Dunn recalls that the song was brought to him by Big Machine Label Group’s executive vp of A&R Allison Jones, before Monroe recorded it (Dunn’s 2016 album, Tattooed Heart, was released via Big Machine’s Nash Icon label). “But by the time I pressed go on it, they came back and said Ashley is not only recording it, but making it the title of her new record,” he explains. “So, I kind of got out of the way of it. But that’s the kind of song you want to write as a writer, and the kind of song you want to record, because it is just magic.”
Dunn is not only collaborating with relative newcomers such as McCollum and Worthington on his new project, but he has also been mentoring younger songwriters through the recent launch of his publishing company Perfect Pitch Publishing. He’s signed writers Hayden Baker, Dakota Striplin, Ariel Boetel and Thomas Perkins.
With Perkins and Matt Willis, Dunn wrote 100 Proof Neon’s first single, “Broken Neon Hearts,” a ’90s country-soaked track, with the twang and steel cranked high and a lyrical nod to late country star Keith Whitley and his 1985 hit “Miami, My Amy.”
“I just love being around creative types. Here, we have writers coming through and it’s not too many to manage,” Dunn says. “It’s rare to see a song that comes through today without having like three or four writers. Four writers — to me, it’s like, ‘Why does it take four writers?’ When you are writing a song by yourself you are forced to stick with the concept and follow through. That’s what I did in Oklahoma because I didn’t have anyone to turn to before I moved to Nashville. And it’s ok to let a song lay there, move on and come back to it. The first thing I tell writers is to take your time.”
Dunn was the sole writer behind Brooks & Dunn’s 1992 breakout hit “Boot Scootin’ Boogie,” as well as “Neon Moon,” and is a co-writer on numerous B&D hits including “Brand New Man,” and “Believe,” as well as songs recorded by Reba McEntire (“I Keep on Lovin’ You,” “No U in Oklahoma”), Shenandoah (“Darned If I Don’t (Danged If I Do),” and more. -writers have increasingly sold their music publishing catalogs for hefty sums, don’t count Dunn, who is managed by Maverick’s Clarence Spalding for both his solo work and Brooks & Dunn, among them just yet.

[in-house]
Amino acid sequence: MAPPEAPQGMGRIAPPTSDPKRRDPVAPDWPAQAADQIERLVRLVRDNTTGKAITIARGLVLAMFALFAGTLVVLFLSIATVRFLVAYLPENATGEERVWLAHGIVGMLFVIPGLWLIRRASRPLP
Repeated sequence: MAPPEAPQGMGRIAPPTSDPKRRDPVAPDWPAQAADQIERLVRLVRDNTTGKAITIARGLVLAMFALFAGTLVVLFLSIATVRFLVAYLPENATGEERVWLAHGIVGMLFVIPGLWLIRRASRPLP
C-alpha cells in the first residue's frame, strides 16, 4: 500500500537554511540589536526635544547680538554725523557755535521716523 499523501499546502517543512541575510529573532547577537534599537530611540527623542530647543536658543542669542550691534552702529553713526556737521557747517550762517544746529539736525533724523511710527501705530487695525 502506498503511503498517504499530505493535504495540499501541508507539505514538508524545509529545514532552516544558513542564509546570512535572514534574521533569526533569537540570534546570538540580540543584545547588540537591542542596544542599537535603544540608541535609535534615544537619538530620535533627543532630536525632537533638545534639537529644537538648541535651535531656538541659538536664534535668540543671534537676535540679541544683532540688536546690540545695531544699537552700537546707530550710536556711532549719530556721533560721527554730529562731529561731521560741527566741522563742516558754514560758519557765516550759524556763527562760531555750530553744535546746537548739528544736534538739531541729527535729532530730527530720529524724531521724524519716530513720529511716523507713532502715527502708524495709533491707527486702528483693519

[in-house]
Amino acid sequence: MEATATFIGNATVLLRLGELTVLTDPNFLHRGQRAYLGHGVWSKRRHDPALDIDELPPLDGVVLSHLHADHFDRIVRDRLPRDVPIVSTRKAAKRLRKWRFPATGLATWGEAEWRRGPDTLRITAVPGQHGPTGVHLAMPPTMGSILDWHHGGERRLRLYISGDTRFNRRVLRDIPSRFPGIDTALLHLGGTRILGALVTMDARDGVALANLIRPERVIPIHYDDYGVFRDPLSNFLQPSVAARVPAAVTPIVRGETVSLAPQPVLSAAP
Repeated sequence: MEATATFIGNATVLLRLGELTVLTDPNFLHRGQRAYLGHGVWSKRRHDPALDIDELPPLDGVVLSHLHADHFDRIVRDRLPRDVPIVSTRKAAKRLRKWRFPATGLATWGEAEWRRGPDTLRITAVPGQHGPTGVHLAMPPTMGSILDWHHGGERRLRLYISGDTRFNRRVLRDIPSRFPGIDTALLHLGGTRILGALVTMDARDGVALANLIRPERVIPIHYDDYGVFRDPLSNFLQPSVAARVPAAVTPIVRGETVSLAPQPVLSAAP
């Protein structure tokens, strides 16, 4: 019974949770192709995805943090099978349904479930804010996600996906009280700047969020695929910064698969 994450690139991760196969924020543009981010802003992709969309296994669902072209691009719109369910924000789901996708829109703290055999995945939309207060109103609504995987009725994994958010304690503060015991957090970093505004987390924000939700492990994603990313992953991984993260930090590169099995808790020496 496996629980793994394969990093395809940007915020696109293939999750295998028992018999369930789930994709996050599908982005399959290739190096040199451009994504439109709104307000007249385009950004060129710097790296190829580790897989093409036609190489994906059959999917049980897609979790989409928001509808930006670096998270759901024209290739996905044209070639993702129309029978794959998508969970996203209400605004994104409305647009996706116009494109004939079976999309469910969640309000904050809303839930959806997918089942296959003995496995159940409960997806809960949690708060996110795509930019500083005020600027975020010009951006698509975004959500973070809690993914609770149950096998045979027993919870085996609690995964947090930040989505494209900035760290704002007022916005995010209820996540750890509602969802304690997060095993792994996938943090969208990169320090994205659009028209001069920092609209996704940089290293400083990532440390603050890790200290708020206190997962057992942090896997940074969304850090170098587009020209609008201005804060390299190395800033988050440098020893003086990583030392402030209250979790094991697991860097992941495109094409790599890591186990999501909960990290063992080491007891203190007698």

“I’ll have advisors and I’m tempted to take that big multiple and run with it. I’m stuck in the middle,” he says. “But I don’t need it. Guys will get to a certain point in life where they want to cash [their catalogs out] and take care of their family. But I’m too selfish right now. I’ll hang with myself a little while.
“But watch, maybe I’ll sell it next week,” he adds with a laugh.
Dunn is in the homestretch of Brooks & Dunn’s 2022 Reboot Tour and says he’s considering a smaller solo tour this fall. “We may do a run of cool clubs and smaller theatres,” Dunn says. “We’re talking about that now.”
even before 100 Proof Neon‘s release, Dunn is already putting the finishing touches on his next album, which he describes as “a cowboy record. Not campfire songs, but cowboys, rodeos, all that stuff.” He estimates he’s recorded around 15 songs for the project, and that while it is currently a solo album, “it could end up anywhere,” including as a collaborative set.
“There are some outside songs, too, bringing back a couple of classics to make it unpredictable. But I’ve got a couple of buddies, Phil O’Donnell and Ira Dean, and we’ve become kind of the cowboy trio when it comes to writing this stuff.”